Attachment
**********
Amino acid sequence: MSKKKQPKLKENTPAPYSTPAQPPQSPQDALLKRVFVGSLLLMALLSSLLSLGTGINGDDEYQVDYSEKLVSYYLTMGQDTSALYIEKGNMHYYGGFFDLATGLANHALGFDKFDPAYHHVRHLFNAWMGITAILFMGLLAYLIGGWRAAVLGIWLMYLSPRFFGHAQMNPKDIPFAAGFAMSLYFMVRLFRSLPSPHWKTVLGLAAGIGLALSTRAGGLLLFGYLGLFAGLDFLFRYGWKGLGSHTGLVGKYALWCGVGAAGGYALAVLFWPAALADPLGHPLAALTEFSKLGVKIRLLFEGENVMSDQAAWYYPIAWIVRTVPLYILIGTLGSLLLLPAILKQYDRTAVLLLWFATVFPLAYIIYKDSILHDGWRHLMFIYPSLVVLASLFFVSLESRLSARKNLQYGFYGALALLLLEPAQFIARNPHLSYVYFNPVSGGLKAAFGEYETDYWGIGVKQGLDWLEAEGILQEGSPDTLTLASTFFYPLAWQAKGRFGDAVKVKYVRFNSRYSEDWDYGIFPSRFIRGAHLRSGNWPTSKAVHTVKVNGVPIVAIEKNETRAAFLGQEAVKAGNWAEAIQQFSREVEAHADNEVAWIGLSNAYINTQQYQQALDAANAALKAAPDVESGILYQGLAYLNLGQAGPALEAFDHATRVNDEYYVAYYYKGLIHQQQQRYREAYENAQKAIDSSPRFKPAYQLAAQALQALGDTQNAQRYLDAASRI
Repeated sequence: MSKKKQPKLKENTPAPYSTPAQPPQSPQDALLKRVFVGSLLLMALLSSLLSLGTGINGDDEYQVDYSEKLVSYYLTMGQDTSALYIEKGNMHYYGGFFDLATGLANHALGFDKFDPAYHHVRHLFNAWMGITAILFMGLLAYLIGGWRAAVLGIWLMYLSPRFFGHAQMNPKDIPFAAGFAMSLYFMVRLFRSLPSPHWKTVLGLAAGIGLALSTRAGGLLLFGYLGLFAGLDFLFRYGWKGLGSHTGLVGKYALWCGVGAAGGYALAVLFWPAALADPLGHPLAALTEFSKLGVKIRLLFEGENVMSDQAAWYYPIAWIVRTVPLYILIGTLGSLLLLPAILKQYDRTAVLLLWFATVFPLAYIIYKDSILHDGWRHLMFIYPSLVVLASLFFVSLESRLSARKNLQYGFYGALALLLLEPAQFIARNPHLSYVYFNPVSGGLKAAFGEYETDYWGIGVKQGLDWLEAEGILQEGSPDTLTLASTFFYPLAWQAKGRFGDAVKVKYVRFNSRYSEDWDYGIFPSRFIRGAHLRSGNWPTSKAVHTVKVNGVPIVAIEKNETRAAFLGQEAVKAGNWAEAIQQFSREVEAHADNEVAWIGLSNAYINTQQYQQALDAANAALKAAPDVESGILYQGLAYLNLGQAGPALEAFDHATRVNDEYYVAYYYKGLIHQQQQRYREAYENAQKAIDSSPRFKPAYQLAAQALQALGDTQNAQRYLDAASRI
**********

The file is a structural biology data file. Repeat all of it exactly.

Amino acid sequence: MSKKKQPKLKENTPAPYSTPAQPPQSPQDALLKRVFVGSLLLMALLSSLLSLGTGINGDDEYQVDYSEKLVSYYLTMGQDTSALYIEKGNMHYYGGFFDLATGLANHALGFDKFDPAYHHVRHLFNAWMGITAILFMGLLAYLIGGWRAAVLGIWLMYLSPRFFGHAQMNPKDIPFAAGFAMSLYFMVRLFRSLPSPHWKTVLGLAAGIGLALSTRAGGLLLFGYLGLFAGLDFLFRYGWKGLGSHTGLVGKYALWCGVGAAGGYALAVLFWPAALADPLGHPLAALTEFSKLGVKIRLLFEGENVMSDQAAWYYPIAWIVRTVPLYILIGTLGSLLLLPAILKQYDRTAVLLLWFATVFPLAYIIYKDSILHDGWRHLMFIYPSLVVLASLFFVSLESRLSARKNLQYGFYGALALLLLEPAQFIARNPHLSYVYFNPVSGGLKAAFGEYETDYWGIGVKQGLDWLEAEGILQEGSPDTLTLASTFFYPLAWQAKGRFGDAVKVKYVRFNSRYSEDWDYGIFPSRFIRGAHLRSGNWPTSKAVHTVKVNGVPIVAIEKNETRAAFLGQEAVKAGNWAEAIQQFSREVEAHADNEVAWIGLSNAYINTQQYQQALDAANAALKAAPDVESGILYQGLAYLNLGQAGPALEAFDHATRVNDEYYVAYYYKGLIHQQQQRYREAYENAQKAIDSSPRFKPAYQLAAQALQALGDTQNAQRYLDAASRI
Repeated sequence: MSKKKQPKLKENTPAPYSTPAQPPQSPQDALLKRVFVGSLLLMALLSSLLSLGTGINGDDEYQVDYSEKLVSYYLTMGQDTSALYIEKGNMHYYGGFFDLATGLANHALGFDKFDPAYHHVRHLFNAWMGITAILFMGLLAYLIGGWRAAVLGIWLMYLSPRFFGHAQMNPKDIPFAAGFAMSLYFMVRLFRSLPSPHWKTVLGLAAGIGLALSTRAGGLLLFGYLGLFAGLDFLFRYGWKGLGSHTGLVGKYALWCGVGAAGGYALAVLFWPAALADPLGHPLAALTEFSKLGVKIRLLFEGENVMSDQAAWYYPIAWIVRTVPLYILIGTLGSLLLLPAILKQYDRTAVLLLWFATVFPLAYIIYKDSILHDGWRHLMFIYPSLVVLASLFFVSLESRLSARKNLQYGFYGALALLLLEPAQFIARNPHLSYVYFNPVSGGLKAAFGEYETDYWGIGVKQGLDWLEAEGILQEGSPDTLTLASTFFYPLAWQAKGRFGDAVKVKYVRFNSRYSEDWDYGIFPSRFIRGAHLRSGNWPTSKAVHTVKVNGVPIVAIEKNETRAAFLGQEAVKAGNWAEAIQQFSREVEAHADNEVAWIGLSNAYINTQQYQQALDAANAALKAAPDVESGILYQGLAYLNLGQAGPALEAFDHATRVNDEYYVAYYYKGLIHQQQQRYREAYENAQKAIDSSPRFKPAYQLAAQALQALGDTQNAQRYLDAASRI